KA­MAKURA: THE IN­SID­ERS

The Weekend Australian - Travel - - Travel & Indulgence - Akemi Ohno

AKEMI OHNO KA­MAKURA RES­I­DENT AND GUIDE­BOOK AU­THOR

GO: About an hour by train from cen­tral Tokyo and over­look­ing Sagami Bay, Ka­makura draws tourists for its cul­ture and his­tory. Take the out­bound JR Yoko­suka Line or JR Sho­nan-Shin­juku Line from Tokyo and get off at Kita-Ka­makura or the next sta­tion, Ka­makura; japan­rail-pass.com.

SEE: Tsu­ru­gaoka Hachi­mangu, a Shinto shrine, is the most vis­ited spot in Ka­makura, where the story of the rise and fall of the first mil­i­tary shogu­nate un­folded for about 150 years from the end of the 12th cen­tury. The Ka­makura shogu­nate was es­tab­lished by Mi­namoto Yorit­omo, a de­scen­dant of the Em­peror Seiwa, and it emerged as a chal­leng­ing force against the Im­pe­rial Court in Ky­oto. Ka­makura is also a re­li­gious place with about 100 Bud­dhist tem­ples and 40 Shinto shrines, many of which were built by Mi­namoto, his an­ces­tors or mem­bers of his wife’s Hojo clan. Churches and old western­ised build­ings built in the early to mid-20th cen­tury are also part of the fab­ric of Ka­makura. Af­ter the Meiji gov­ern­ment lifted the ban on Chris­tian­ity in 1873, West­ern mis­sion­ar­ies started to visit Ja­pan; tsu­ru­gaoka-hachi­mangu.jp.

DINE: Au­then­tic cui­sine is served at the Miche­lin­starred Gen­toan and Hachi­noki. It’s re­fresh­ing to have a cup of matcha (green tea) in an open, bam­booshaded tea­house at the Hokokuji Tem­ple, or in the tatami room of Kisen-an, a tea­house fac­ing a dry gar­den at the Jomy­oji Tem­ple; gm.gnavi.co.jp/home.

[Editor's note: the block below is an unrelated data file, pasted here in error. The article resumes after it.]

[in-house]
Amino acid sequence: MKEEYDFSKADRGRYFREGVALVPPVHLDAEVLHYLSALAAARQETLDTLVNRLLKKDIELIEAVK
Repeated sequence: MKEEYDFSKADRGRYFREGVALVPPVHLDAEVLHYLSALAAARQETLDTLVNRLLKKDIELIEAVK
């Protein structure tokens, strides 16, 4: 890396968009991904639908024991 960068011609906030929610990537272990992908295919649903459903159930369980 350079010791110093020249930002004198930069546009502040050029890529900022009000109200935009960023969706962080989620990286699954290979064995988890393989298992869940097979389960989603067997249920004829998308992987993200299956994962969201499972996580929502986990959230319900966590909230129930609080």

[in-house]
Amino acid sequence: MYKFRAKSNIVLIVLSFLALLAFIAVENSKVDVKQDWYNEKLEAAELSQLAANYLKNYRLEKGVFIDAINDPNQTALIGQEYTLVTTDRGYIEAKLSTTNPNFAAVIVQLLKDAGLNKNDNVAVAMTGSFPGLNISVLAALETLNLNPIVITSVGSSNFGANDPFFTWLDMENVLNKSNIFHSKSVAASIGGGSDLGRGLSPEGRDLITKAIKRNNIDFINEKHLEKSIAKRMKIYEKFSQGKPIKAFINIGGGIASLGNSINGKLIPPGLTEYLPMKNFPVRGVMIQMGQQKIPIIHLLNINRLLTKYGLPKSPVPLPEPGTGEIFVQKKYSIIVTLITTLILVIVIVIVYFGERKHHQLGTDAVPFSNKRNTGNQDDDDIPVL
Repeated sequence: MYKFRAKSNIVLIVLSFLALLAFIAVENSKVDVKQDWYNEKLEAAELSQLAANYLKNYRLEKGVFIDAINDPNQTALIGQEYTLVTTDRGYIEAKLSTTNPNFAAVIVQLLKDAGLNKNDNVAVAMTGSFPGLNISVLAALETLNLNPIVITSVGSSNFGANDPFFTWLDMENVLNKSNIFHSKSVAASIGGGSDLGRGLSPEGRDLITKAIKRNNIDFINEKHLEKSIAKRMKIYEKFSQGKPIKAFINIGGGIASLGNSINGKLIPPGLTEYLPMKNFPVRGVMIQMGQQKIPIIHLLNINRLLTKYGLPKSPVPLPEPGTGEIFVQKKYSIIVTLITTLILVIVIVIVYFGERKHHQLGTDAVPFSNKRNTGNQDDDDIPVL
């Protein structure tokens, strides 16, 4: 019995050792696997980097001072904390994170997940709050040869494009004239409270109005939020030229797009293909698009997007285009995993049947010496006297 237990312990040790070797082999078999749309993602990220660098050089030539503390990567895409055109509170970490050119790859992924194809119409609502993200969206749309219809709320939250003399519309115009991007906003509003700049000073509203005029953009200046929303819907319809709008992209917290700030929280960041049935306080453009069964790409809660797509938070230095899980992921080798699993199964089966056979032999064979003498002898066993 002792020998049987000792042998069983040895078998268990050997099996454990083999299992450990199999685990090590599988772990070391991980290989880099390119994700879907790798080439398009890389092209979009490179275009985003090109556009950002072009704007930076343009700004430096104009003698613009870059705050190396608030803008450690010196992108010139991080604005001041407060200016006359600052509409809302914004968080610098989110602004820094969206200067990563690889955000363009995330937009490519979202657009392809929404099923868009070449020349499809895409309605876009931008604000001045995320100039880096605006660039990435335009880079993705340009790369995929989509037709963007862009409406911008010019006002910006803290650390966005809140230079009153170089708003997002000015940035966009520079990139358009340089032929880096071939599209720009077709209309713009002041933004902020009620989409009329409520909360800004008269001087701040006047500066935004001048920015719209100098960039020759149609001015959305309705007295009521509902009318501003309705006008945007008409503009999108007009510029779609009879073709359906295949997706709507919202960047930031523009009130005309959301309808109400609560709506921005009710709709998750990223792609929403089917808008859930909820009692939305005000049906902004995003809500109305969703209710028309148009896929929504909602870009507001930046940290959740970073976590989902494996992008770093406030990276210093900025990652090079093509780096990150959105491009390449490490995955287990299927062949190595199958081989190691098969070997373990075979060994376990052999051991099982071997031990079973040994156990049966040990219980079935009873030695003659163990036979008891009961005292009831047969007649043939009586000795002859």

DO: At Ken­choji, Ja­pan’s first Zen train­ing monastery, es­tab­lished in 1253, Zen med­i­ta­tion ses­sions are held in English sev­eral times a year. Yabusame (horse­back archery) draws large crowds at Tsu­ru­gaoka Hachi­mangu shrine in April and Septem­ber; an archer gal­lop­ing on horse­back aims at three di­a­mond­shaped marks ar­ranged along a 250m-long rid­ing ground; en.ka­makura-info.jp; jnto.org.au.

HIKE: The 3km-long Kuzuhara­gaoka Daibutsu trail goes by Ze­niarai Ben­ten shrine and ends near the Hasedera Tem­ple and the Great Bud­dha of Ka­makura at Ko­toku-in, a land­mark 11.3m-tall bronze out­door seated statue that has been de­clared a na­tional trea­sure; ko­toku-in.jp/en.

BEACH: At Wakaenoshima Beach you may find a frag­ment of celadon ware brought by ship from China, thrown over­board in a storm and de­posited un­der wa­ter for cen­turies; en.ka­makura-info.jp.

SUN­SET: Cape Ina­mura­gasaki is a popular spot to watch the sun go down with em­blem­atic Mount Fuji in the back­ground.

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